In February 2011 I traveled to Lexington VA, to the campus of Washington and Lee University, to attend a play written by James Leva entitled A KINDLY VISITATION: A MUSICAL TRIBUTE TO TOMMY JARRELL.
I see that it might be scheduled again on 30 October, in Purcellville, VA:
Franklin Park Center for the Performing Arts (540) 338 7973 "A Kindly Visitation"
I strongly recommend attending.
Leva, and Riley Baugus, and Stephan Wade, and Danny Knicely recreated their trips to see Tommy, their efforts to imbibe his music and integrate his stories into their understanding of Jarrell’s (and Fred Cockerham’s) world and its music. They told stories, recounted jokes, played tunes, contrasted styles, traded tunes all from a script inventively conceived by James Leva. Leva and Baugus and Knicely juggled fiddle parts, with Leva quarterpacking the fiddle part of the program.
Baugus and Wade double teamed on banjo, and were joined by Leva in raising their voices to put these tunes out, spiritedly pushed the program along, punctuating it with some great snatches of tunes from Jarrell’s repertoire. Leva does a good job fiddling and singing traditional tunes. No one bends over a banjo neck or brings as much kinetic energy to a banjo tune as does Stephan Wade. And Riley’s voice is just so full of Appalachia, so very strong and true, replicating the tone and timing of old time singing. Knicely used a fiddle, a mandolin and a guitar to great effect – his guitar work is impressive and energetic – and he and Wade danced a bit of flatfoot, too. All the while, some great photos of Jarrell and his clan dominated the backstage area.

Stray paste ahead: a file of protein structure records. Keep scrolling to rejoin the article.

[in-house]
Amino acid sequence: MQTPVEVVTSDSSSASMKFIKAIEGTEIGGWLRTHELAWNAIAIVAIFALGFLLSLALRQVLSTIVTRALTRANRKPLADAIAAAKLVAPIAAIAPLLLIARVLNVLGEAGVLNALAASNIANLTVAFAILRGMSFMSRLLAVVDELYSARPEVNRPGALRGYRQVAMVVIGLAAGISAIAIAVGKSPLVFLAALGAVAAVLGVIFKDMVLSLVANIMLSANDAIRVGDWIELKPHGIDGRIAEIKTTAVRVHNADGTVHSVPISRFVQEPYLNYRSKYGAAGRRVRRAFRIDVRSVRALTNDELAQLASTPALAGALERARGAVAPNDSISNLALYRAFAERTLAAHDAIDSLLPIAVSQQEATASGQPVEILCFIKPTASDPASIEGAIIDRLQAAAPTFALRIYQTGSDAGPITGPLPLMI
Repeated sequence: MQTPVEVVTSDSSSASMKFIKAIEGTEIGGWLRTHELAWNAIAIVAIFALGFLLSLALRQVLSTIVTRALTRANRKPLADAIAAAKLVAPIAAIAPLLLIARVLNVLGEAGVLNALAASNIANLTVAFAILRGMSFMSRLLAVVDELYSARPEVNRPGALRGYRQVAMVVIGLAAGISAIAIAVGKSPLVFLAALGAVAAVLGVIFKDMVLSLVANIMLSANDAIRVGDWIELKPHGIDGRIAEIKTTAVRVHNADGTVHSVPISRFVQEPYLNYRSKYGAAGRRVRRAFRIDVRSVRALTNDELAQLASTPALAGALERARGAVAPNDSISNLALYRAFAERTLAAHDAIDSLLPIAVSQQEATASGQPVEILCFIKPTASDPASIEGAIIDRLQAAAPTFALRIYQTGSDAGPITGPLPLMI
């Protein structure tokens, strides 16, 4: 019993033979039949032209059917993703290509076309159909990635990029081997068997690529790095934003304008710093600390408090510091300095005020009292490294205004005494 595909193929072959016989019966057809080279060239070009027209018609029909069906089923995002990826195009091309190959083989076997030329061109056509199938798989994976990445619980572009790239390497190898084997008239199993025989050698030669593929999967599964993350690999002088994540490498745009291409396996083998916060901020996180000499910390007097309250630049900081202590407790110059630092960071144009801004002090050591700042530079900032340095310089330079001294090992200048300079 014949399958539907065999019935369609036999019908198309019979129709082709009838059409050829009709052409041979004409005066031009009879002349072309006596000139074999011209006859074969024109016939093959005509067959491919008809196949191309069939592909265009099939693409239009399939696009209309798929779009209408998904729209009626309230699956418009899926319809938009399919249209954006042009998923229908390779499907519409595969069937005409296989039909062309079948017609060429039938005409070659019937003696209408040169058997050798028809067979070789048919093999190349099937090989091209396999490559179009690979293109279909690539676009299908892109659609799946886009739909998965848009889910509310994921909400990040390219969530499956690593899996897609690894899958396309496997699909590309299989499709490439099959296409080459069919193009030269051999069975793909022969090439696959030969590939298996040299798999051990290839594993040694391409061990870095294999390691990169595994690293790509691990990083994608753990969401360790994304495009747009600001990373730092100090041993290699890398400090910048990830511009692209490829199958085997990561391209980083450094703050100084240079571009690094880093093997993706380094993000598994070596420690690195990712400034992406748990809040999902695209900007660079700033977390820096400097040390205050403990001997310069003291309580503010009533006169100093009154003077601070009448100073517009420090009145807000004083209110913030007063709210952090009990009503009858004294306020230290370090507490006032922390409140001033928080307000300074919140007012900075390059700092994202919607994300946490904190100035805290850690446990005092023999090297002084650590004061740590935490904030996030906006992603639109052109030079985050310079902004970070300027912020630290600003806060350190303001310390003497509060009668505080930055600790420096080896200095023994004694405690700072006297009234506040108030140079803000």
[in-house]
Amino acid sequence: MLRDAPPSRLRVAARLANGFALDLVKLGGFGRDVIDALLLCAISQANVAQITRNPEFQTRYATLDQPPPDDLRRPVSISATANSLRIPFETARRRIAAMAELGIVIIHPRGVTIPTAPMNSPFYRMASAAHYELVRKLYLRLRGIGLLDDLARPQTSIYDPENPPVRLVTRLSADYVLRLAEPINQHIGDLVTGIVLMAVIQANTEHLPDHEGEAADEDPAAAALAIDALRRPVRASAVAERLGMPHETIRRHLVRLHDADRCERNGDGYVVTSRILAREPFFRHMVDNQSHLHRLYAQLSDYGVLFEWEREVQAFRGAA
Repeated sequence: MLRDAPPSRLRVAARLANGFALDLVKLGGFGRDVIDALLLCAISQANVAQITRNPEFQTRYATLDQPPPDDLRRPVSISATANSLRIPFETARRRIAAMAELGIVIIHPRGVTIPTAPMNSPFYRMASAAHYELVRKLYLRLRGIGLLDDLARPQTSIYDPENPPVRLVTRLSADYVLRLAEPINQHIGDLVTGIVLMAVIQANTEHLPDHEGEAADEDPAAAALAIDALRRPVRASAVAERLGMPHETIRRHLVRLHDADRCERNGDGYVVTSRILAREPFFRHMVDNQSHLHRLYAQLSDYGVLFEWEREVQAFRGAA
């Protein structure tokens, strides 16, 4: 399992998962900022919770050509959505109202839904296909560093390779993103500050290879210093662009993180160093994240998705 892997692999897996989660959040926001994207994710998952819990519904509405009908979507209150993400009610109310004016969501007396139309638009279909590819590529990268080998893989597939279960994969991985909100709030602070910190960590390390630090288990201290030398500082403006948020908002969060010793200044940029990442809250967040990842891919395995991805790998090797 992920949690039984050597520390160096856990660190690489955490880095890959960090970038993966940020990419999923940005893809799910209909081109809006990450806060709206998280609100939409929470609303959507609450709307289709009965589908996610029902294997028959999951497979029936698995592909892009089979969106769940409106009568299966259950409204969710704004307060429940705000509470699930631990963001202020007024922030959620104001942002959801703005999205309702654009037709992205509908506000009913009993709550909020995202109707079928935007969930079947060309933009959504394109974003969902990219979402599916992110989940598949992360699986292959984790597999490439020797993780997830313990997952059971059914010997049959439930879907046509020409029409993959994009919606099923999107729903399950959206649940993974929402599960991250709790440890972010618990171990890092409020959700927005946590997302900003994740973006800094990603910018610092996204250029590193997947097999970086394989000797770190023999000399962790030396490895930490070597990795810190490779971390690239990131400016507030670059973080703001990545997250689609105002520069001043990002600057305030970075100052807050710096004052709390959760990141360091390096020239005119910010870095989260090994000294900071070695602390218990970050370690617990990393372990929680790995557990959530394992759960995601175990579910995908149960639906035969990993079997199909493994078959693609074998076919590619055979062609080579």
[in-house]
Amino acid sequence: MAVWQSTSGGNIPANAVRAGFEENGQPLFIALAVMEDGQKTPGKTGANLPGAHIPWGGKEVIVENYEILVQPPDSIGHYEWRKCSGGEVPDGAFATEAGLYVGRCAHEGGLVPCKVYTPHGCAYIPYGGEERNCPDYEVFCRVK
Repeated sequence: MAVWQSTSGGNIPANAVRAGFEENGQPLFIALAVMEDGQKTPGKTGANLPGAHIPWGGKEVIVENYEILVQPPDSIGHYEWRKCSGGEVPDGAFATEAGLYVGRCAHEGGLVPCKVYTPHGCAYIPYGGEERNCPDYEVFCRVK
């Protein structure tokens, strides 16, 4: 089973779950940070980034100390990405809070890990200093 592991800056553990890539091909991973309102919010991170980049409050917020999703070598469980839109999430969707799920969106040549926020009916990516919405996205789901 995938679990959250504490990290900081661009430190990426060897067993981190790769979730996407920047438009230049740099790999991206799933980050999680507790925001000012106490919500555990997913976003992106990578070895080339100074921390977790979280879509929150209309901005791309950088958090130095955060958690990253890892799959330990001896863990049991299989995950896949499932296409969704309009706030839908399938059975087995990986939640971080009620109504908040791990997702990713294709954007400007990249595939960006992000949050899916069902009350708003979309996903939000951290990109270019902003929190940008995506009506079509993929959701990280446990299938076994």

This was a great piece of work. It told, in an artful way, how much of an impact Jarrell had on scores of young musicians – and added color and life to the narratives that people like Ray Alden and Hank Sapoznik produced to try and capture the intellectual adventure of piecing together musical traditions through field work.
It would be wonderful to have this thing packaged and available as a DVD, or a YouTube resource, or even just to have the sound track and the stories on a CD, but then again there’s something to be said for the ephemeral moment, the short-lived musical event that makes a strong and durable memory.
Everything can now be saved and filed and copied and backed-up and bookmarked and entombed in electrons in a manner that places it within quick reach.
In some ways it is sweet to have this evening as a musical moment that was shared with a small audience in a wonderful setting and is now a memory.
(But I’d still buy a DVD in a flash…)
If it ever comes around again, grab the chance to see it. I hope that October date is a real one. I’d make the trip to see it again without any hesitation.